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Microsoft names Windows 7 RC1 dates

Two-week wave

Beginner's guide to SSL certificates

Stable and completed code for Windows 7 will be released to early adopters during the coming week, with mass availability planned for the following Tuesday.

The eagerly awaited Windows 7 Release Candidate 1 will be posted to members of Microsoft's Developer Network and TechNet for download on April 30. RC1 will be made generally available on May 5, Microsoft said late Friday.

Microsoft confirmed the dates after the RC leaked to four torrent sites, causing excitement and frustration that Microsoft didn't appear to be offering a date for release.

This is expected to be the last code cut before Windows 7 is delivered as final product, unless major bugs or faults are uncovered. Microsoft pointedly did not give a date for Windows 7's release to manufacturing when it announced the RC and has been clinging to a 2010 time frame.

The smart money, though, is on release to manufacturing and OEMs this year, as early as this summer. Consumers are expected to get Windows 7 on new PCs and as boxed product in time for the back-to-school shopping window starting in September and October or the holiday shopping season a little later.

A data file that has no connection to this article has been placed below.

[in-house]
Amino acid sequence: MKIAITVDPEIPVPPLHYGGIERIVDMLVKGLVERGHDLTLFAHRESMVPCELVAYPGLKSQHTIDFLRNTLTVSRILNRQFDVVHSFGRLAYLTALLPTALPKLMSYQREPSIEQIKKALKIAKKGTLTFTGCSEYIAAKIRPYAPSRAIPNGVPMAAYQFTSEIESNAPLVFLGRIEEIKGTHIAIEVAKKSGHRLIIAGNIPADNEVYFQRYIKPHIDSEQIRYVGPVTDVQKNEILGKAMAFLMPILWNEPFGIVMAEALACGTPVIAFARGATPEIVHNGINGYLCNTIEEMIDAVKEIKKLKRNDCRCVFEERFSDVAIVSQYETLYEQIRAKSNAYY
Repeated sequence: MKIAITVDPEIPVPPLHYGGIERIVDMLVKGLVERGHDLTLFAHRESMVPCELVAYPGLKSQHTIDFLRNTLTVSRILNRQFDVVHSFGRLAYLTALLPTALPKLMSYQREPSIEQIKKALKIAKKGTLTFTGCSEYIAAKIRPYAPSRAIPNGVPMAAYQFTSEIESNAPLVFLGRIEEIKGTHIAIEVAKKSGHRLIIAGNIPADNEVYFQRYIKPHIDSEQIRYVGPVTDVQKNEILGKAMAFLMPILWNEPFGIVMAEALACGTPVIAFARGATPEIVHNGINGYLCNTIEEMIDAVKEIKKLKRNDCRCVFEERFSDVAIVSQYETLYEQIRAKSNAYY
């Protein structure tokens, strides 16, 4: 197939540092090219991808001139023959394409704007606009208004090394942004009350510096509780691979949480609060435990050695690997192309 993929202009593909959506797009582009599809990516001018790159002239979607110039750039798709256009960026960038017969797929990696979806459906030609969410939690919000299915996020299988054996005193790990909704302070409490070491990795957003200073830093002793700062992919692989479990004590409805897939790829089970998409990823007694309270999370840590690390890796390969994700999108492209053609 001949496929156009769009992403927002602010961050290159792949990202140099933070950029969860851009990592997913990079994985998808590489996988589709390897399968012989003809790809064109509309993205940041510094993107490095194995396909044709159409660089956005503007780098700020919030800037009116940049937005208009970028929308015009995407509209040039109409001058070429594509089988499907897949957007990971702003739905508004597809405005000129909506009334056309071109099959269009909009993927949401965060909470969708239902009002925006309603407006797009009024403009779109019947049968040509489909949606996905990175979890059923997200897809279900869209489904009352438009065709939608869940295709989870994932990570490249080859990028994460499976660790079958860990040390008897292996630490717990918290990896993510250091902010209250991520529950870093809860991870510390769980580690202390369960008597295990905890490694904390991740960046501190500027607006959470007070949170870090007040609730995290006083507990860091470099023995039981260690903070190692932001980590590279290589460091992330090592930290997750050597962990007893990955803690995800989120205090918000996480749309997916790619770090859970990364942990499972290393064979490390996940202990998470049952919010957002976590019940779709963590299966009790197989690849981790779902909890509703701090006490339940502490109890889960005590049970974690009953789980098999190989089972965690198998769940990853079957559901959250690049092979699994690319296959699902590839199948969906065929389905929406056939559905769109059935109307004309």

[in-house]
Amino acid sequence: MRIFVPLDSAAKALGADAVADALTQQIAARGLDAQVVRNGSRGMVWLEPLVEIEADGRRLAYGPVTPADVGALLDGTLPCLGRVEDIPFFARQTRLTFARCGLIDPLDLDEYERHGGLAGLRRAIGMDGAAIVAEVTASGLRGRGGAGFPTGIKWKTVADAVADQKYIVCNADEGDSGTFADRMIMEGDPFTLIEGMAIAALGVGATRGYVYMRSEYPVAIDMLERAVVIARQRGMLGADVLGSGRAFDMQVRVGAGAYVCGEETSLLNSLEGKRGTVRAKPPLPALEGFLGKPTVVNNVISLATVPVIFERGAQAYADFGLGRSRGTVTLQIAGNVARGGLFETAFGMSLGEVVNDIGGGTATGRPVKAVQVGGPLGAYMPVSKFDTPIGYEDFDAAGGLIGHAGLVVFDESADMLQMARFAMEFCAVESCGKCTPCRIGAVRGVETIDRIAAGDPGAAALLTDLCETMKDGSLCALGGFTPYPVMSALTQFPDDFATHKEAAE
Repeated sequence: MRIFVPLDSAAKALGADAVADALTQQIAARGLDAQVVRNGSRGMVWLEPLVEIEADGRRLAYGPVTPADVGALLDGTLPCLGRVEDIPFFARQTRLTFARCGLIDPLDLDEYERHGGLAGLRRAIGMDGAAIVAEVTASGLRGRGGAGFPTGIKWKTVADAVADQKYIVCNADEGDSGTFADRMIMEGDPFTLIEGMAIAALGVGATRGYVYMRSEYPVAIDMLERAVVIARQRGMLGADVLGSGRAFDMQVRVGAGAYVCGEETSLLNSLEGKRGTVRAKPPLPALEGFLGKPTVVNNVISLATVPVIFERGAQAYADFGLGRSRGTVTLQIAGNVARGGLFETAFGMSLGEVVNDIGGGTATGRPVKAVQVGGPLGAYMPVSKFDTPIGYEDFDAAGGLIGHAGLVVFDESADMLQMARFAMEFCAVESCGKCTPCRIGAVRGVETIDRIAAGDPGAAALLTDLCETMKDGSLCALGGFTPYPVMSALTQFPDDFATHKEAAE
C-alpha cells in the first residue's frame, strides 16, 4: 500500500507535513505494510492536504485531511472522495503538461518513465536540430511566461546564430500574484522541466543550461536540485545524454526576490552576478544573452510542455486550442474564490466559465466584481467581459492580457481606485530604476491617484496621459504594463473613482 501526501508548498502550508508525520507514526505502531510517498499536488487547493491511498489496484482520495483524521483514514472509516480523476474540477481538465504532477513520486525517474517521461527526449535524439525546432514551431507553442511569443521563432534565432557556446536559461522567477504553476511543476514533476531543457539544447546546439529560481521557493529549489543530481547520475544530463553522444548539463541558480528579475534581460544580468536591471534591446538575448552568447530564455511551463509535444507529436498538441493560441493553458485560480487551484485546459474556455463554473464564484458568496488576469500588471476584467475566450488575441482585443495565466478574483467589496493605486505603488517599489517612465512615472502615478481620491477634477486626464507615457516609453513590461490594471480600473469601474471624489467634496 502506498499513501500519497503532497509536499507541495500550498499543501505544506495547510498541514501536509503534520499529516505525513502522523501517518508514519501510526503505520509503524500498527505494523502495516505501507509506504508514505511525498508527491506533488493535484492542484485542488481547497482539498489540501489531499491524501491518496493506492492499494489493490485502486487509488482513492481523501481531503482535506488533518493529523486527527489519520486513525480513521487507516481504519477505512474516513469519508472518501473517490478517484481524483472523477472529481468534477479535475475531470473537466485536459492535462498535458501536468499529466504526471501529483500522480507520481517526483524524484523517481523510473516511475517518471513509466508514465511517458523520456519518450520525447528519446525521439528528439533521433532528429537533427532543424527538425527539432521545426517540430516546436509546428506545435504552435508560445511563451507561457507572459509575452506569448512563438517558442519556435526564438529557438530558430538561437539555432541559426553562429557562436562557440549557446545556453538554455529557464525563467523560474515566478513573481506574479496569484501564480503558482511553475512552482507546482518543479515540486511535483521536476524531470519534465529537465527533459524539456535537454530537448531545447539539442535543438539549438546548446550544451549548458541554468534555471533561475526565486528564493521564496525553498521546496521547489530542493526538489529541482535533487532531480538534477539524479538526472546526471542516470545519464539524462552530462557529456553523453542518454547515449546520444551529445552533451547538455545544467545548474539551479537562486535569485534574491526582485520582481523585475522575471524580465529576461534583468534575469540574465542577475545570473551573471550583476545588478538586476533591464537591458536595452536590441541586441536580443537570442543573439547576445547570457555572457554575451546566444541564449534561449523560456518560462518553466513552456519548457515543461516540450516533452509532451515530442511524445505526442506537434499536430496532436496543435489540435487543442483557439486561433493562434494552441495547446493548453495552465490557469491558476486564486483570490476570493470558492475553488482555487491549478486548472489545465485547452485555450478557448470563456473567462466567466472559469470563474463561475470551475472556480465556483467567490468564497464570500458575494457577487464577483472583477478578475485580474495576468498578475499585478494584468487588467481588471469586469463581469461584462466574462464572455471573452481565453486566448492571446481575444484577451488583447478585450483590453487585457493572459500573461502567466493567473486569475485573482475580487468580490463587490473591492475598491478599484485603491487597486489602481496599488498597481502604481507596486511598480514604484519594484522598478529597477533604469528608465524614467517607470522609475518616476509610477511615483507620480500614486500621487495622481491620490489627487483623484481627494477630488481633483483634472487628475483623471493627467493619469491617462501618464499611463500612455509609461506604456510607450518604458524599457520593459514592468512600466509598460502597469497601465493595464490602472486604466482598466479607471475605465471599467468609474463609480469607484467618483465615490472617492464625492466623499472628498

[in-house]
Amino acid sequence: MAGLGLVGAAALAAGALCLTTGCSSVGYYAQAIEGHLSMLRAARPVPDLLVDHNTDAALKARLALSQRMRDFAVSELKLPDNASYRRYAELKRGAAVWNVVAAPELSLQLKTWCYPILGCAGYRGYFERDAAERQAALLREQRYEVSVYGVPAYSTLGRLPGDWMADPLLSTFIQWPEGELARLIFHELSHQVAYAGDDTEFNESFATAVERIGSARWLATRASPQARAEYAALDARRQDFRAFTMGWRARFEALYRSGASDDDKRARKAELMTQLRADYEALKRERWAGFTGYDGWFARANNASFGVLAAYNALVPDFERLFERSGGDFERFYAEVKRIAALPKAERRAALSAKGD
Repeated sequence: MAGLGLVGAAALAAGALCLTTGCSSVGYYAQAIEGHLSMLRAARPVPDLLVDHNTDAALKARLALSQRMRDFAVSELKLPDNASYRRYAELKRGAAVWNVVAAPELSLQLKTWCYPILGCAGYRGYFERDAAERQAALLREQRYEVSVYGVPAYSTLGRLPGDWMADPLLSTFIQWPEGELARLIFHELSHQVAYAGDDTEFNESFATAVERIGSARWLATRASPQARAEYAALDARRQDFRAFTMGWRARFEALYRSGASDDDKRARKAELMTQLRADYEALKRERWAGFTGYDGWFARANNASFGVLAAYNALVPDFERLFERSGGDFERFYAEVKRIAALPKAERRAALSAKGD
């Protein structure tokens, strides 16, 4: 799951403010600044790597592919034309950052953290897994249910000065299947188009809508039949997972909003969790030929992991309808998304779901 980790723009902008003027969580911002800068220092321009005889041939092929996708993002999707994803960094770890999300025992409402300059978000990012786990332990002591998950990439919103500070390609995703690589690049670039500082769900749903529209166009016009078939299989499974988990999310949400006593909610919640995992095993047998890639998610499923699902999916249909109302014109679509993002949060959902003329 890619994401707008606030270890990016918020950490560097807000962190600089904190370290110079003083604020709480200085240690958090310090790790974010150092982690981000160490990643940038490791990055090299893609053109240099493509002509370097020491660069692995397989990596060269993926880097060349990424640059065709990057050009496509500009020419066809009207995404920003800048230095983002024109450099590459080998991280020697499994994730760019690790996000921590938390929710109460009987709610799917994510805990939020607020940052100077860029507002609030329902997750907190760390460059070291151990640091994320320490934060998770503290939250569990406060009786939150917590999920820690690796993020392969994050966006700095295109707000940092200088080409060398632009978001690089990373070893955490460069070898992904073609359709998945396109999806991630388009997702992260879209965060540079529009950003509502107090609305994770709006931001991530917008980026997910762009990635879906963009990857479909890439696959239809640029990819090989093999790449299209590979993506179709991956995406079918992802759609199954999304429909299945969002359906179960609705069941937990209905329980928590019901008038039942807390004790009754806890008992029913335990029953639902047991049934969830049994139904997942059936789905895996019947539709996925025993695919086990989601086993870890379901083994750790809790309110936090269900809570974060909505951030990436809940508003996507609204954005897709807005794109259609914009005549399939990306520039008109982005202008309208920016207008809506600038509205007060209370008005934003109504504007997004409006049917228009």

Businesses on Microsoft's enterprise accounts are likely to get a slightly earlier lead-time on the new operating system.

Windows XP, the predecessor to Windows Vista, officially launched in October 2001 - in good time for the holiday shopping season - while Windows Vista was delivered to consumers in the fallow, post-holiday shopping period of a February - a fact that meant a disappointing start to sales.

Windows 7 has been pretty much completed from a usability perspective for a while, with people already using the operating system at work.

Windows Experience blogger Brandon LeBlanc said changes since January's beta included bug fixes and improvements to the overall "experience," He pointed to refinements in the new taskbar, the behavior of Aero Peek, Touch, and Windows Media Player. You can see what changed between the beta and RC here and here. ®

Beginner's guide to SSL certificates

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